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Principles

 

 

Let us discern the true nature of beauty and grace; and dwell in a land of health, amid fair sights and sounds; and Beauty, the effluence of fair works that draw the into harmony with the beauty of reason. — Plato.

RECORDING, PRESERVING, REHABILITATING, RESTORING & CREATING LEGACY PROPERTIES AND CULTURAL LANDSCAPES INFORMED BY ART, HISTORY AND PLACE

David J Driapsa Landscape Architecture works collaboratively with discriminating clients to record, preserve, rehabilitate and create legacy landscapes.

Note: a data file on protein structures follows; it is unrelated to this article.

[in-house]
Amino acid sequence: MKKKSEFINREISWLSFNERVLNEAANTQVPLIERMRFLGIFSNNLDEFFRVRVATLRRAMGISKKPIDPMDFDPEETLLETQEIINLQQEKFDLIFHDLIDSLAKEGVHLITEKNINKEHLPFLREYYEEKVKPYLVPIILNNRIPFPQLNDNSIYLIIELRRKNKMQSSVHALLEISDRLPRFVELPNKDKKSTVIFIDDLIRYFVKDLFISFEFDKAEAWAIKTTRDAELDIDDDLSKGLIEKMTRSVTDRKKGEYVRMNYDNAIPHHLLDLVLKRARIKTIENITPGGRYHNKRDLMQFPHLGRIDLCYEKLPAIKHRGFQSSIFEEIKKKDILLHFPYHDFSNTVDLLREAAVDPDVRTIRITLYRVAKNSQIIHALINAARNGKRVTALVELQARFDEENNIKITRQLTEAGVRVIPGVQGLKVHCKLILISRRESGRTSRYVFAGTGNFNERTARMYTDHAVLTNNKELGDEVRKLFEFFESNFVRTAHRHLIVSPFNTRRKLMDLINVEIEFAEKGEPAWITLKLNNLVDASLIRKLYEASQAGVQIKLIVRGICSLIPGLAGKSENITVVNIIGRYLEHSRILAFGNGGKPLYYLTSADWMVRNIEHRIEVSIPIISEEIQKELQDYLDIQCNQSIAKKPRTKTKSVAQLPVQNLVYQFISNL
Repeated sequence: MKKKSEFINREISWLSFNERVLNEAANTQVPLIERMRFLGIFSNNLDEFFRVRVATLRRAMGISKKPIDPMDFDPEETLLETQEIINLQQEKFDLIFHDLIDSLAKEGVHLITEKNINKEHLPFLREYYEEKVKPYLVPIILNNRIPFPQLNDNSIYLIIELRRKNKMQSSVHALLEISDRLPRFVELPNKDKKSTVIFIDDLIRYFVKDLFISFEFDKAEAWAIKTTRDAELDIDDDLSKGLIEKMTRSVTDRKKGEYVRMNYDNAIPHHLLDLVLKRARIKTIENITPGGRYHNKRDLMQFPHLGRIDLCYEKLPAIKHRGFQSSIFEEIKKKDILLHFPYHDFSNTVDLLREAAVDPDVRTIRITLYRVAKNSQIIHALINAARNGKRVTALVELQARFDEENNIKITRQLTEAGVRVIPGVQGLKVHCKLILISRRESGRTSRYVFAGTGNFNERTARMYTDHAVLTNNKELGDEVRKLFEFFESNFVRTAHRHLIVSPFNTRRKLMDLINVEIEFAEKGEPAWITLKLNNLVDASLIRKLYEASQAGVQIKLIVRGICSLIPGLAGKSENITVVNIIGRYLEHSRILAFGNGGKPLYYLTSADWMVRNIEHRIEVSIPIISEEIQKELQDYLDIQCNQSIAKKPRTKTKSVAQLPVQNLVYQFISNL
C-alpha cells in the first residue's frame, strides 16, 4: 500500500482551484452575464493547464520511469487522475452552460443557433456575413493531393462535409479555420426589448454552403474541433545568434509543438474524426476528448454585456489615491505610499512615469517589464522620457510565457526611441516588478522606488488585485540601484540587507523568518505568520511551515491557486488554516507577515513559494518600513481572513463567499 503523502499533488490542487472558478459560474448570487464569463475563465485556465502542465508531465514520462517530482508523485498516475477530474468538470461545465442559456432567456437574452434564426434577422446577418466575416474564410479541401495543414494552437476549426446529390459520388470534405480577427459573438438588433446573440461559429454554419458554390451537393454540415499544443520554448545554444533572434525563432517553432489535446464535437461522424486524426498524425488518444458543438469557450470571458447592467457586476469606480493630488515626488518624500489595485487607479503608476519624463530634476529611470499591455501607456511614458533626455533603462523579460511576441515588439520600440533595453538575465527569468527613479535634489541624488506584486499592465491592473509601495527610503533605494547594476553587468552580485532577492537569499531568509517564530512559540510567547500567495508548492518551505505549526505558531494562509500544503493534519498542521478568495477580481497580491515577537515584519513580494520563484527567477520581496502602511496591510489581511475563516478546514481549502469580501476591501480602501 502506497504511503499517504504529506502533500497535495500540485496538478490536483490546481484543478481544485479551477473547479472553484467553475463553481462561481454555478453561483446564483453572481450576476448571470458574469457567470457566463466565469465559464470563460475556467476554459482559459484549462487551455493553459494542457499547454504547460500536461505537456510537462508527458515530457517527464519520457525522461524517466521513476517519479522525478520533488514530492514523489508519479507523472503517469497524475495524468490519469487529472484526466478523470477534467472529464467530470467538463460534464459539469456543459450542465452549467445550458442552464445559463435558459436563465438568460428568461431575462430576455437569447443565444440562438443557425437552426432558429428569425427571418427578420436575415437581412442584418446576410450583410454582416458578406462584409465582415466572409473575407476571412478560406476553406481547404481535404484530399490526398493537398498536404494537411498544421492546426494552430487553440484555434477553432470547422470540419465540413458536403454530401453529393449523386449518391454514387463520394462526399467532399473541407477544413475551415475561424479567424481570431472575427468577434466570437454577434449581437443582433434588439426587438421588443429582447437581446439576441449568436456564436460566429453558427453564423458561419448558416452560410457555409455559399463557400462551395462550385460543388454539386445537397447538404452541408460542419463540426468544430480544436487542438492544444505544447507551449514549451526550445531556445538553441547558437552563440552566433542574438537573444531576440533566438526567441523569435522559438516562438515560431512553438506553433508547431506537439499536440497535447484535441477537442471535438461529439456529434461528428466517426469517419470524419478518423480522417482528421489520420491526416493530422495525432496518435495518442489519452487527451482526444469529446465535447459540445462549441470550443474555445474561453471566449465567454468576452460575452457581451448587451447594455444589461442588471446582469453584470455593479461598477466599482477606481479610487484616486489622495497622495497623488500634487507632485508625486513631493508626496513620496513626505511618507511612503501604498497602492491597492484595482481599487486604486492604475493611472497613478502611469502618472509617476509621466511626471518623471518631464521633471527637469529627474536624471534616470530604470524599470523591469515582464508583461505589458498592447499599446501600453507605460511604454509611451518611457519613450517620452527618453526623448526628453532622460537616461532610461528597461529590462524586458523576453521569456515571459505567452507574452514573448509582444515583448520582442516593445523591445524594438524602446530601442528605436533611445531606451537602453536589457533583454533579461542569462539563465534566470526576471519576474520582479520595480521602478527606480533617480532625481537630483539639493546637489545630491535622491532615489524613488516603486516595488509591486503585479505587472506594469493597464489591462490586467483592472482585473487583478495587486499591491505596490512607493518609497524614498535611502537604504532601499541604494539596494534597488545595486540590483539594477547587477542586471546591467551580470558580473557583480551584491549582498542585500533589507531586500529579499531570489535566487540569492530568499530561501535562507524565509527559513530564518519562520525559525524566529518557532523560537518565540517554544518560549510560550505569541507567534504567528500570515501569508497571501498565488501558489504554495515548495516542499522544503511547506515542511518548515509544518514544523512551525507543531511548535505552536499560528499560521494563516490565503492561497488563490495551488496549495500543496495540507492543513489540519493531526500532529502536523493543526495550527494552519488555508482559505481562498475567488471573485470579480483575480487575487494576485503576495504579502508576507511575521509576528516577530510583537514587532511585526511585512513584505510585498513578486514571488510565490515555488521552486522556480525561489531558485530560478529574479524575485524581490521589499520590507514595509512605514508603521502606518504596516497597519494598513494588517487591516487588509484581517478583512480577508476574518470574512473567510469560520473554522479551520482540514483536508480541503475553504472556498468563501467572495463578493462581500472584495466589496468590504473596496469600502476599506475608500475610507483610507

Of the principles which guided the great Renaissance garden-makers it is not so easy to speak, for it was in poetry, in imagination that they reigned supreme, and inspiration is a breath of the muses which may not be brought within the rules of art. Their first thought was for the aesthetic impression upon the individual, for sentiment and emotion, for intellectual suggestion, for chords struck upon those vague, nebulous, spectral feelings which are ever trembling upon the threshold of consciousness. To them the garden seemed to be only half the problem, the other half was that blundering ghost-haunted miracle, the human mind. Thus they learnt the value of striking contrast of sudden and thrilling surprise; of close confinement as a prelude to boundless freedom of scorching sun as a prelude to welcome shade or cooling river; of monotony, even of ugliness, set for a foil to enchanting beauty, as a discord is used in music, as the lowered tone of a landscape brings out the fires of sunset or the primrose light of dawn, as a dwarfish figure on a Greek sarcophagus gives grandeur to a frieze of fighting heroes. Their work, like that of all great artists, is full of mystery, of haunting beauty, of magic which all must feel but few can understand.